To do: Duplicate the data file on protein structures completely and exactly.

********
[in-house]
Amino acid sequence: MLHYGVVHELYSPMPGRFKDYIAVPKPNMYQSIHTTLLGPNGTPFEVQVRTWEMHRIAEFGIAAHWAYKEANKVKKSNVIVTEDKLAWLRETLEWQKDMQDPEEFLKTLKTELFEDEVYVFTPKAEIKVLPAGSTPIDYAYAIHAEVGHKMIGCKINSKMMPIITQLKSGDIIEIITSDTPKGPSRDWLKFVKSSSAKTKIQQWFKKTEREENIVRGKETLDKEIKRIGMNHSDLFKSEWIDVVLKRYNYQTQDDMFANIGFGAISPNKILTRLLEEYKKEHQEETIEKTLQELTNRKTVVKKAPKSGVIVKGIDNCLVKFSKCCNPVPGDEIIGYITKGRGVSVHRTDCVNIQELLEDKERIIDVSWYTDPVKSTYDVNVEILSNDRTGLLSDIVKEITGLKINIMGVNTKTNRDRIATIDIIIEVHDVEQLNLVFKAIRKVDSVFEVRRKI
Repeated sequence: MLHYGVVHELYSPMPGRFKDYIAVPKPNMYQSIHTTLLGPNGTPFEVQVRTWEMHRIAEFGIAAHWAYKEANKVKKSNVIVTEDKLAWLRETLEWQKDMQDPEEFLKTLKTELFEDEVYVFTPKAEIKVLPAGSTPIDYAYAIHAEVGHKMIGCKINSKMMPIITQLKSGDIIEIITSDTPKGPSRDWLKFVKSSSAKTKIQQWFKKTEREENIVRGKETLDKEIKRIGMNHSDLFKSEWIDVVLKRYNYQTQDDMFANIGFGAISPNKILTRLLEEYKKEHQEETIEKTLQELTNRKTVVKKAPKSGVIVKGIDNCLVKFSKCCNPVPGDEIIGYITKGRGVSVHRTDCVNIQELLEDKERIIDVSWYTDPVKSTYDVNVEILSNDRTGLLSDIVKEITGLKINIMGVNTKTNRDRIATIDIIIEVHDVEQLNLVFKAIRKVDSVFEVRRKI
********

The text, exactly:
[in-house]
Amino acid sequence: MLHYGVVHELYSPMPGRFKDYIAVPKPNMYQSIHTTLLGPNGTPFEVQVRTWEMHRIAEFGIAAHWAYKEANKVKKSNVIVTEDKLAWLRETLEWQKDMQDPEEFLKTLKTELFEDEVYVFTPKAEIKVLPAGSTPIDYAYAIHAEVGHKMIGCKINSKMMPIITQLKSGDIIEIITSDTPKGPSRDWLKFVKSSSAKTKIQQWFKKTEREENIVRGKETLDKEIKRIGMNHSDLFKSEWIDVVLKRYNYQTQDDMFANIGFGAISPNKILTRLLEEYKKEHQEETIEKTLQELTNRKTVVKKAPKSGVIVKGIDNCLVKFSKCCNPVPGDEIIGYITKGRGVSVHRTDCVNIQELLEDKERIIDVSWYTDPVKSTYDVNVEILSNDRTGLLSDIVKEITGLKINIMGVNTKTNRDRIATIDIIIEVHDVEQLNLVFKAIRKVDSVFEVRRKI
Repeated sequence: MLHYGVVHELYSPMPGRFKDYIAVPKPNMYQSIHTTLLGPNGTPFEVQVRTWEMHRIAEFGIAAHWAYKEANKVKKSNVIVTEDKLAWLRETLEWQKDMQDPEEFLKTLKTELFEDEVYVFTPKAEIKVLPAGSTPIDYAYAIHAEVGHKMIGCKINSKMMPIITQLKSGDIIEIITSDTPKGPSRDWLKFVKSSSAKTKIQQWFKKTEREENIVRGKETLDKEIKRIGMNHSDLFKSEWIDVVLKRYNYQTQDDMFANIGFGAISPNKILTRLLEEYKKEHQEETIEKTLQELTNRKTVVKKAPKSGVIVKGIDNCLVKFSKCCNPVPGDEIIGYITKGRGVSVHRTDCVNIQELLEDKERIIDVSWYTDPVKSTYDVNVEILSNDRTGLLSDIVKEITGLKINIMGVNTKTNRDRIATIDIIIEVHDVEQLNLVFKAIRKVDSVFEVRRKI